Visionaries: Carolyn Steel
1st April 2009
In many ways, Carolyn Steel was born to be an architect: as a child she used to dream of buildings.
We never contemplate the things that are directly important to us. Happiness goes under the radar.
As her professional career advanced, however, she developed a nagging feeling that the architectural worldview was somehow incomplete.
‘As a student I was always looking for something outside the realm of architecture,’ Steel says. ‘And later, when I was teaching, I didn’t just want architects to critique my students’ work; I wanted politicians, authors, scientists and sociologists.’
After 10 years teaching students at Cambridge and practising architecture in London, Steel applied for and won a scholarship to spend six months studying in Rome. Once there, she chose to focus on the city’s historic Jewish ghetto, in particular what she describes as ‘the mundane order of the city’.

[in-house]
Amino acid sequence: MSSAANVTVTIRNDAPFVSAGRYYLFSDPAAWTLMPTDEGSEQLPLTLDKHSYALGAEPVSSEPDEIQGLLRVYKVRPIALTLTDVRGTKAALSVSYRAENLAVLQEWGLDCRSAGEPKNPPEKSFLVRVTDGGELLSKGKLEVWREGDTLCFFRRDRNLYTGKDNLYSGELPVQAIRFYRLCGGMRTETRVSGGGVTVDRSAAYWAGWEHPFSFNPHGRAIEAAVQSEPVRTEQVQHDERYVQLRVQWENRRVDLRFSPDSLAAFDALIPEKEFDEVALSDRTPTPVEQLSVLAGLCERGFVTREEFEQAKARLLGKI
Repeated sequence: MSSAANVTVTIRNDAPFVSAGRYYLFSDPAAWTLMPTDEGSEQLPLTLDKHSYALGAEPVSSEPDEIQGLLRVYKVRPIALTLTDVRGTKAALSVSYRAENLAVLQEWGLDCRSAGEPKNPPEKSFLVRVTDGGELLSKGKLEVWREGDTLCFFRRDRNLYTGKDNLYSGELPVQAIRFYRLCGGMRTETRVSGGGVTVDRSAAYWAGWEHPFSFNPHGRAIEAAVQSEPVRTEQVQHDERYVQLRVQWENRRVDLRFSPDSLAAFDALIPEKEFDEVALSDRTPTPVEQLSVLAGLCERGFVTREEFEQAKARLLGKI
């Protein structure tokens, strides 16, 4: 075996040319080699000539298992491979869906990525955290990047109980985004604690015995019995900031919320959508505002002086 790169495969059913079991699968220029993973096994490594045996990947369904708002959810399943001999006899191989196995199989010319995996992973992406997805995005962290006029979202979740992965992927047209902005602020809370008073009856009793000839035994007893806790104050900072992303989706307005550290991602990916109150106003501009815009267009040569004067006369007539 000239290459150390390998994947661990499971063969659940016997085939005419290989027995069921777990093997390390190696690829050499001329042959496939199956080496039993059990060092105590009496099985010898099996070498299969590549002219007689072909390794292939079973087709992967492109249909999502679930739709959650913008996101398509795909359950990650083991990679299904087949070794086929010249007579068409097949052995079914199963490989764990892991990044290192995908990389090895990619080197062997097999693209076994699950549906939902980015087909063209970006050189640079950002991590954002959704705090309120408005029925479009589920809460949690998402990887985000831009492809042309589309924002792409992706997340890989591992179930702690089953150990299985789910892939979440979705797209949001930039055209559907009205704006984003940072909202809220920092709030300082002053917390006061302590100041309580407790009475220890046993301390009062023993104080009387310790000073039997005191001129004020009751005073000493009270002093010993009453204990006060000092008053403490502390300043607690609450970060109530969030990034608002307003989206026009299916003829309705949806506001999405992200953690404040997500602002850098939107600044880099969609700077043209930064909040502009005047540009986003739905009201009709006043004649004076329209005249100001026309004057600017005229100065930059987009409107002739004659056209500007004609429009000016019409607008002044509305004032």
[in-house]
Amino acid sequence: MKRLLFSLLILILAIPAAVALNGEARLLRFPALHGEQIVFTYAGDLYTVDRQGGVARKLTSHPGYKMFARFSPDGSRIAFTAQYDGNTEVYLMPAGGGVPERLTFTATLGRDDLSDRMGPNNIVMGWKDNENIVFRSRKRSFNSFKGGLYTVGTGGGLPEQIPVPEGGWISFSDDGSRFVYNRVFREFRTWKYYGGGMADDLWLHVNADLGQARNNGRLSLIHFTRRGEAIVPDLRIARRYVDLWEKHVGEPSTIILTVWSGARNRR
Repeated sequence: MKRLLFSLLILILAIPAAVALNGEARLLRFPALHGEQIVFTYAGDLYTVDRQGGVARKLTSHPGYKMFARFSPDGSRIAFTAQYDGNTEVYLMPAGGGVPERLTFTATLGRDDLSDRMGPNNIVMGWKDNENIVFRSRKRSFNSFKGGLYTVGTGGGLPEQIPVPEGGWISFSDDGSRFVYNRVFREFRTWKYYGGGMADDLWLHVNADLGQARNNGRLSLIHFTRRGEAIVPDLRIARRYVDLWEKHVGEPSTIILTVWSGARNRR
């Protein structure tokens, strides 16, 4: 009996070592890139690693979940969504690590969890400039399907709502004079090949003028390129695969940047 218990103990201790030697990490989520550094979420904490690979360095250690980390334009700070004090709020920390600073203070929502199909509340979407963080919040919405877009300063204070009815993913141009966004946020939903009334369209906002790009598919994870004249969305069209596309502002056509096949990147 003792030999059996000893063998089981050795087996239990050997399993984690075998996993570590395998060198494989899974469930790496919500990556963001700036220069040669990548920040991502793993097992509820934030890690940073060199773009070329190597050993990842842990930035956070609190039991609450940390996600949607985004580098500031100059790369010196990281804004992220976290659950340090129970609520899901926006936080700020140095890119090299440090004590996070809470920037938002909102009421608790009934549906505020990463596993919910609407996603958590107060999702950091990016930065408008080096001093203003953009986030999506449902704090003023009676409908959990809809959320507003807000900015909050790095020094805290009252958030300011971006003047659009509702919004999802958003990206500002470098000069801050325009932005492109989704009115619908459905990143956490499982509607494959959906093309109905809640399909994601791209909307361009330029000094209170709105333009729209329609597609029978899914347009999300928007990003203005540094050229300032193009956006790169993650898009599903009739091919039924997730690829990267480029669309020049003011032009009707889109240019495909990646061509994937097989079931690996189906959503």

‘Do you know what “mundane” actually means?’ Steel asks when we meet, bounding over to a bookcase, pulling out a tattered dictionary and leafing through it animatedly. ‘Mundane: “of or pertaining to the world”, “worldly”, “earthly”, “terrestrial”, “cosmic”, “ordinary”, and “boring”.’
She shuts the book triumphantly.
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